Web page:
The Rolodex of arguments – Not recording a conviction.

One of the many things criminal lawyers do is spend time thinking about the best way pitch reasons for what they are asking the court to do when planning for a plea of guilty. In some circumstances the real issue for our clients is if a conviction will be recorded or not.

Using the reasoning of judges in other cases is one way to "build a bank" or Rolodex of arguments that might be used to help clients in the future.

In Kemp v The Commissioner of Police [2021] QDC 30 where a young woman was convicted of a $15 fuel drive off, on appeal the District Court found recording of a conviction was manifestly excessive. Case note can be found here.

Some of the turns of phrases used Loury QC DCJ of the District Court when deciding it was excessive to record a conviction were:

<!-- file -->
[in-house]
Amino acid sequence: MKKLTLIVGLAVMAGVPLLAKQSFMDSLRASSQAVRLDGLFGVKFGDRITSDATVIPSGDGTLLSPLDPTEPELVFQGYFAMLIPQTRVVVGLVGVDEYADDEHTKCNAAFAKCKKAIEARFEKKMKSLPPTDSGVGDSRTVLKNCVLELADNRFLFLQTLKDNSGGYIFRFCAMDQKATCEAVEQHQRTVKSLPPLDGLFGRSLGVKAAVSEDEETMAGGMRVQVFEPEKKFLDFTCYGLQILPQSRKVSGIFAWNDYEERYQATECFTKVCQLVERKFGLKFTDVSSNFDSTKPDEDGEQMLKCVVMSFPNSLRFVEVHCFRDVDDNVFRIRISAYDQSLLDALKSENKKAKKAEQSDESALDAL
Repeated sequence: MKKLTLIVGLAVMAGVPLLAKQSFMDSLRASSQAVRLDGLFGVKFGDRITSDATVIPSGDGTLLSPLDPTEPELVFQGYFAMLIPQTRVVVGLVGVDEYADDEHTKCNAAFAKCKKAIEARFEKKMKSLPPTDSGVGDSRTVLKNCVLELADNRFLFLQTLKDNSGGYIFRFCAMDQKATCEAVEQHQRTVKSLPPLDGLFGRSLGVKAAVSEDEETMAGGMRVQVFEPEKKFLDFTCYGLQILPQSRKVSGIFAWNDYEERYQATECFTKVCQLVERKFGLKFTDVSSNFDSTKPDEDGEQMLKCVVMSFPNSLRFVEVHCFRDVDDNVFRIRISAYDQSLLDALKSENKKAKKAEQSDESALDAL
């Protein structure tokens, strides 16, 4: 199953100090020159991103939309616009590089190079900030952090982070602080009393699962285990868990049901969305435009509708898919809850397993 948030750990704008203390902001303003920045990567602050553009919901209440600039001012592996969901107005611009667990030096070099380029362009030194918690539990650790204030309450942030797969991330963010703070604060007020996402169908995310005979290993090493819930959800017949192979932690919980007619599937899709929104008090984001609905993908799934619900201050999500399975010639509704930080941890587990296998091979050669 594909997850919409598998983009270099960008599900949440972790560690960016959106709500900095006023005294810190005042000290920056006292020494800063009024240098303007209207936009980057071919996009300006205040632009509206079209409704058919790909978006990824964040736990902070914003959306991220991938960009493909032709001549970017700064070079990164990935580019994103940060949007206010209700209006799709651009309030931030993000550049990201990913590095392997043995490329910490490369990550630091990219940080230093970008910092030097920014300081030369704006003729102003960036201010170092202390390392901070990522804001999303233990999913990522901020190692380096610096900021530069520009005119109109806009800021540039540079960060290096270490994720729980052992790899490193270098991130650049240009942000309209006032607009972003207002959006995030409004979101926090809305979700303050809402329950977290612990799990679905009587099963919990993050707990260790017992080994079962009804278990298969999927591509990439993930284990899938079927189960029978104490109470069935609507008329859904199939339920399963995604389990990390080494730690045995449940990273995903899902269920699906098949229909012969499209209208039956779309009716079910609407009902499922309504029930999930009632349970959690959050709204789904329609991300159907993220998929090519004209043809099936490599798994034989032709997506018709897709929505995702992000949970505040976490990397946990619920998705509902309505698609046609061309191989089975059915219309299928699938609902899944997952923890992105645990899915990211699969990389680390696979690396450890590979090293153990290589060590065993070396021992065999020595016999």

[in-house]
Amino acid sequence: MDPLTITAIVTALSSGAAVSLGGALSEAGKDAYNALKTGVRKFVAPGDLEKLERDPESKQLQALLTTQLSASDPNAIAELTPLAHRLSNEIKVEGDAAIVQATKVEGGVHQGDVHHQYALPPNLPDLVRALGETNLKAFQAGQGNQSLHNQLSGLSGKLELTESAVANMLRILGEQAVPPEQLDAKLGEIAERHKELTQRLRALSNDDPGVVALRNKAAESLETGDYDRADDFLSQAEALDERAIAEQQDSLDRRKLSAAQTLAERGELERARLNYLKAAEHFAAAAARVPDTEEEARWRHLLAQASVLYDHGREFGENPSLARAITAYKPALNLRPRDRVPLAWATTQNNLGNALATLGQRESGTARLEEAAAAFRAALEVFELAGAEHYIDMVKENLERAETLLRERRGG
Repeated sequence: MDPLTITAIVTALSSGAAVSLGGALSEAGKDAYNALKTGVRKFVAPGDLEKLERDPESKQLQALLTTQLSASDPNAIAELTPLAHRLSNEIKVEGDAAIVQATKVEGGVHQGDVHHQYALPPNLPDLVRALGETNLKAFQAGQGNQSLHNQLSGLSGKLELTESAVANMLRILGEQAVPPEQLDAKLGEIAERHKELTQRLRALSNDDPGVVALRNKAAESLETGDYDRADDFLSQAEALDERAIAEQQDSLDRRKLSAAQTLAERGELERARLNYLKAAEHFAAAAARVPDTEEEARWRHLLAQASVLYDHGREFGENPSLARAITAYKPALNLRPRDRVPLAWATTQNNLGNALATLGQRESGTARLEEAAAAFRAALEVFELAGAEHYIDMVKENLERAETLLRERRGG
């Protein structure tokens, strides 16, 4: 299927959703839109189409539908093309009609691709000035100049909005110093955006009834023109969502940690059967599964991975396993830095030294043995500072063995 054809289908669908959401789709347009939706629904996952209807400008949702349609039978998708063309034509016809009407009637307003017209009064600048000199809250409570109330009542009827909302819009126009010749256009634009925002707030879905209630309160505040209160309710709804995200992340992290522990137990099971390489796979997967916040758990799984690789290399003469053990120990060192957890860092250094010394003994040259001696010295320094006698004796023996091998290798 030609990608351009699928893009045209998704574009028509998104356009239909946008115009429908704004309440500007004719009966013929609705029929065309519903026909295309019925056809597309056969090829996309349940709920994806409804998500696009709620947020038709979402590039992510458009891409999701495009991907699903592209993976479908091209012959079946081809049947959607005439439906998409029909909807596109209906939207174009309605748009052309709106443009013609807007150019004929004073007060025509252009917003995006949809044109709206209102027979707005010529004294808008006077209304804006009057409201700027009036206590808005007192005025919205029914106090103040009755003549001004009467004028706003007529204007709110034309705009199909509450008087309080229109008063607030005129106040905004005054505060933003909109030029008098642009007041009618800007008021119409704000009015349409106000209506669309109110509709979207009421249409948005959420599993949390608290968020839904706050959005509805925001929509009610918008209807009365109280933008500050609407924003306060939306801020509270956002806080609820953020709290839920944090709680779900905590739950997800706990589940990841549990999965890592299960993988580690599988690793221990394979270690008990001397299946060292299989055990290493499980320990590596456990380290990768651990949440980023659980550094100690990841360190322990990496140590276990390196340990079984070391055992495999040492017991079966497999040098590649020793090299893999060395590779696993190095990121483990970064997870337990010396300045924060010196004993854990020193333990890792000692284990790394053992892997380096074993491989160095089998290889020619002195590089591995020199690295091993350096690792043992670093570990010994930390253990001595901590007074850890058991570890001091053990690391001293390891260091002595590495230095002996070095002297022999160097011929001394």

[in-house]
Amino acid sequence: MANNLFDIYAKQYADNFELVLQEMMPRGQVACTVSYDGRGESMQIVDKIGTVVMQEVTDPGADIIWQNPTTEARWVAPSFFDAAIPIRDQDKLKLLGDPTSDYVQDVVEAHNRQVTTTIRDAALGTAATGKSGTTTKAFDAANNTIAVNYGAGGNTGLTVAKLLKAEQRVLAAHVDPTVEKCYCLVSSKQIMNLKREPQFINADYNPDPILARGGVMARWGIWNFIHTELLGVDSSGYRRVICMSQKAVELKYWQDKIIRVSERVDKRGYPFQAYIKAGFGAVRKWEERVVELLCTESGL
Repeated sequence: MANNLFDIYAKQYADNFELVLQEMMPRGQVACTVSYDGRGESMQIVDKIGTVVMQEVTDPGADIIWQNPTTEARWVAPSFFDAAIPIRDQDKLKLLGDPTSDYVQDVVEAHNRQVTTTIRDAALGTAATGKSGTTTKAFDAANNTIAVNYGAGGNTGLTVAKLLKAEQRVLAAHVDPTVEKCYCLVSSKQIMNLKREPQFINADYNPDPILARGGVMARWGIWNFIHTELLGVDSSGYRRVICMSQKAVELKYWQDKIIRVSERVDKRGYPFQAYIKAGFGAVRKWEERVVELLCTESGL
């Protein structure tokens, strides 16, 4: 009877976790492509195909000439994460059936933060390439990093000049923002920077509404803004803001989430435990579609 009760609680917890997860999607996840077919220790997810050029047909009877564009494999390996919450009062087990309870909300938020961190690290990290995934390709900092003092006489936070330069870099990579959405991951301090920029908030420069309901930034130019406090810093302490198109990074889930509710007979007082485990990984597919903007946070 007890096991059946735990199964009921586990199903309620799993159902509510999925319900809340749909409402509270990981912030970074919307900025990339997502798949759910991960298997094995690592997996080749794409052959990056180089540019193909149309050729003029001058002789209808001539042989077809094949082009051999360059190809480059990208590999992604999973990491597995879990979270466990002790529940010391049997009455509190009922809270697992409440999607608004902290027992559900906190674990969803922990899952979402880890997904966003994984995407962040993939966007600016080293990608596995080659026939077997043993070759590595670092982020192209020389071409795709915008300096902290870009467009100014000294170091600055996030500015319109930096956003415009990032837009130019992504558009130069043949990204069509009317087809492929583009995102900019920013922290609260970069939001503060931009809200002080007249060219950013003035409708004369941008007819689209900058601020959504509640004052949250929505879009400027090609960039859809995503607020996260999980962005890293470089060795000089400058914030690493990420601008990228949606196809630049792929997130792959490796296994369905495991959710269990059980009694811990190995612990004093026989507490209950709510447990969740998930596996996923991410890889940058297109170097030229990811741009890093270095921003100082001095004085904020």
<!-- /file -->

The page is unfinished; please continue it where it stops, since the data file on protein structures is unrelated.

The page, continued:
• It has been accepted that there is at least some social prejudice which attaches to the recording of a conviction.


  • That prejudice may result in the offender being continually punished in the future in a way not commensurate with the punishment which is just for the offending. It might also stand in the way of rehabilitation, particularly by making it difficult for an offender to obtain employment (See R v Briese; ex parte Attorney-General (1988) 1Qd R 487.)


Section 12 of the Penalties and Sentences Act 1992 requires only that the Court consider the impact that the recording of a conviction will have on the offender’s chances of finding employment.

Into the bank of nifty turns of phrases goes something to the effect of:

  • Recording of a conviction would stand in the way of rehabilitation by hindering their ability to obtain employment”


  • “the continuing social prejudice of a conviction is not proportionate to the charges”.

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